Besides its radio broadcasts, KGST held a number of events and remote broadcasts over the year. The annual Mother’s Day picnic had a draw of 17,000 and was the biggest event at the fairgrounds after the county fair itself. There would be food booths and the station would sponsor concerts by some of the biggest names in Mexico like Pedro Infante, Jorge Negrete, and Lola Beltran. The station also sponsored concerts that drew as many as 7,200 people to the local arena, second only to the circus and ice show.
KGST also had Cinco de Mayo, Dia de Independencia and Mexican Flag Day events, one year bringing a complete drum and bugle corps of nineteen musicians whom listeners housed in their homes. Cinco de Mayo is a holiday primarily celebrated in the U.S., indicating how KGST reflected a local ethnic culture distinct from both Mexican and American cultures. The station once raised a Mexican flag on Fulton Mall, which strongly angered one advertiser. Coverage in the Informador of one of these Flag Day events, which KGST broadcasted live, was very positive toward the station. The editor capitalized the names of all the broadcasters present, as he did with that of the city mayor, the Mexican consul and other notable personalities that he called “el orgullo de su pueblo/the pride of the community.” El Informador had a semi-regular column on television and radio, mentioning many broadcasters by first name with much affection, clearly expecting all readers to be familiar with them.
“We did the things we were supposed to do for the public and we did them right. We had the money then to promote the big names at an event like this and we did and that’s what brought the people,” Gutierrez said.
KGST also held hugely successful drives to raise money for the victims of earthquakes in Nicaragua and Mexico. When the quake in Managua hit in 1972, the station stopped its regular broadcast around 2 or 3 P.M. and began continuous appeals for food, which the consul said he would deliver. Although the station asked people not to send money, $11,000 came in which was handed over to the consulate with 22 tons of food and clothing and equipment for an 11-bed hospital. Needless to say, the consul had not expected that volume of response and admitted he could not handle it, so KGST got hold of a couple of cantaloupe trucks which were not being used in the off-season. A couple of volunteers, who were paid only for food and gas, drove 17,000 miles to deliver the goods.
The 1976 earthquake in Guatemala and 1983 quake in Coalinga elicited a similar response, and under the slogan, “Pro-Mexico,” KGST raised $36,500 for victims of the 1985 quake in Mexico. The station broadcast live from the Chihuahua Tortelleria in Chinatown and a local group of mariachis showed up to provide background music, although the station refrained from playing records all weekend out of respect for those who had died. Maria Southworth, the station account executive at the time said, “Some people were teary-eyed because of their families down there. Others had no families there, but they said, ‘We’re all brothers.’”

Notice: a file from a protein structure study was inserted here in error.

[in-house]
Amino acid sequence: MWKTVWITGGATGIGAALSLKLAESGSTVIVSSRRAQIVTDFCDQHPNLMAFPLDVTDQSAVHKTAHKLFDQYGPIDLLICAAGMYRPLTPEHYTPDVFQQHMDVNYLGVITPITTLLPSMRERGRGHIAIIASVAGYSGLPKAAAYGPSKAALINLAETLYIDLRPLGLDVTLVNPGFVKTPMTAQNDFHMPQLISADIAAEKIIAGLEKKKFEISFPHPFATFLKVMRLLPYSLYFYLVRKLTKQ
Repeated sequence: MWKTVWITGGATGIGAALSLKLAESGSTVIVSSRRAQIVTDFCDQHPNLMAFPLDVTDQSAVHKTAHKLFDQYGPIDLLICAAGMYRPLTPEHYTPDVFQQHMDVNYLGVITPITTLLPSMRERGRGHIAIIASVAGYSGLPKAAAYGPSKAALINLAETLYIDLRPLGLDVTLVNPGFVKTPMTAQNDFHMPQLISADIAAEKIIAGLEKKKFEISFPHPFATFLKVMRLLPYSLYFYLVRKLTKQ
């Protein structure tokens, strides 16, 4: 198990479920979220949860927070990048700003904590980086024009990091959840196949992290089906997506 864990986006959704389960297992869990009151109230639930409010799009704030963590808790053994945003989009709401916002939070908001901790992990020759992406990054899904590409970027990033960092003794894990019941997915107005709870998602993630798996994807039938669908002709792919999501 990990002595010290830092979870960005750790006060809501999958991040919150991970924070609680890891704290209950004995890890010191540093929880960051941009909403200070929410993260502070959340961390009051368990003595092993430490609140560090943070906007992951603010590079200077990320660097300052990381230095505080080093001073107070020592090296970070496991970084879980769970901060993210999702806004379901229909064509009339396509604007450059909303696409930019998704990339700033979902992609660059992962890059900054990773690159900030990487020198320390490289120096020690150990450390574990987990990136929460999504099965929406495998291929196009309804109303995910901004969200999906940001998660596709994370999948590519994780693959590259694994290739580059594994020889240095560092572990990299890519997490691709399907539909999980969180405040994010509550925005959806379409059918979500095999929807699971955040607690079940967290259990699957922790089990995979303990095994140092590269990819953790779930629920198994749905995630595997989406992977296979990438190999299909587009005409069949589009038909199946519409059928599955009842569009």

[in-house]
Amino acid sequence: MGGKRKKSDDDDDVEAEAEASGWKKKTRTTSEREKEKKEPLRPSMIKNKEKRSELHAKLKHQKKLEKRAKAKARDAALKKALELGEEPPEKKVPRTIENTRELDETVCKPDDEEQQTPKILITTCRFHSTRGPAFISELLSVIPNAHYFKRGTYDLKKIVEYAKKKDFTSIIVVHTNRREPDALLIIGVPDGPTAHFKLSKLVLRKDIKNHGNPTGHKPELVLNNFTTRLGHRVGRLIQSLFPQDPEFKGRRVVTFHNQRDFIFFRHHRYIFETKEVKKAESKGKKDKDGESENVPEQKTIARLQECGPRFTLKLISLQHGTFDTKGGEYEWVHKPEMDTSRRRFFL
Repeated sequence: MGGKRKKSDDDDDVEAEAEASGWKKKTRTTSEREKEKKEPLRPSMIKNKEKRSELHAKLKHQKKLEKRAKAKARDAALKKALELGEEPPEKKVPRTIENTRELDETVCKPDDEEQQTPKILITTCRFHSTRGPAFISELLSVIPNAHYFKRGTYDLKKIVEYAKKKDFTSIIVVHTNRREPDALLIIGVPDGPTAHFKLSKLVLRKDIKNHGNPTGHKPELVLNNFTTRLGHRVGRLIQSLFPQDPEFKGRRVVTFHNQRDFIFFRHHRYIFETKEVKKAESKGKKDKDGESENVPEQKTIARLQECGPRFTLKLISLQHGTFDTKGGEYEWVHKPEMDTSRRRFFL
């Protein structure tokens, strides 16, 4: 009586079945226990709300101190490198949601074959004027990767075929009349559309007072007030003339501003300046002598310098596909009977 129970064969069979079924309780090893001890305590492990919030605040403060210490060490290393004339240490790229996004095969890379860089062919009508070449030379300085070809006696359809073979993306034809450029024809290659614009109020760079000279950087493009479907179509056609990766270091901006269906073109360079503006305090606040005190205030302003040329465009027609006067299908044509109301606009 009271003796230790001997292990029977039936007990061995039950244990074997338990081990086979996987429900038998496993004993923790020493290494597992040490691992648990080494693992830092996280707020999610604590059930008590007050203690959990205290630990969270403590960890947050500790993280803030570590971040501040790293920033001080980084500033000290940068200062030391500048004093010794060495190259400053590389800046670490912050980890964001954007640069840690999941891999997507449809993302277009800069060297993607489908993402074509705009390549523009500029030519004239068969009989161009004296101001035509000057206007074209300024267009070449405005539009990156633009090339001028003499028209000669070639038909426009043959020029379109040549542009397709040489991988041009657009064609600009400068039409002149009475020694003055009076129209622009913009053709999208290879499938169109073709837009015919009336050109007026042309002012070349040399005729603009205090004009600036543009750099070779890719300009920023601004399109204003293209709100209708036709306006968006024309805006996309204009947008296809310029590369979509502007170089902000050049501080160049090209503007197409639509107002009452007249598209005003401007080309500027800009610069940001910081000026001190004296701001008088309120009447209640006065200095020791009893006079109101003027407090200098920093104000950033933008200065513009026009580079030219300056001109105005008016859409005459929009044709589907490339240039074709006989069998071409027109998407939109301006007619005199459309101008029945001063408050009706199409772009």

Other drives included one to help pay a hospital bill, send an illegal alien in trouble back to Mexico, and replace the belongings of victims of a fire. The station also gave academic scholarships to outstanding Latino students each year. KGST used to raise the funds for these by making arrangements with a local farmer to pick grapes one particular day and everyone on staff and lots of listeners would go out in the fields and pick. Local businesses would supply food.
All of these fundraising drives created a sense of Mexican and Mexican-American community and identity. Unlike television, which has a nationwide network and must target a general “Latino” audience, radio stations have limited broadcast reach and so are more responsive to local preferences and needs. The homogeneity of the Spanish-speaking population in the Central Valley has kept the station focused on Mexico more than was the case in more diverse Spanish-speaking enclaves in big cities. Even so, over the 1980s, due to bloody civil wars and coups in Guatemala, Nicaragua and El Salvador, many refugees sought entrance to the United States, some settling in California. Those that were admitted were usually well-educated and middle- or upper-class, as the U.S. has not been as open to Central American immigrants as it has been to Cuban exiles and Mexican farmworkers.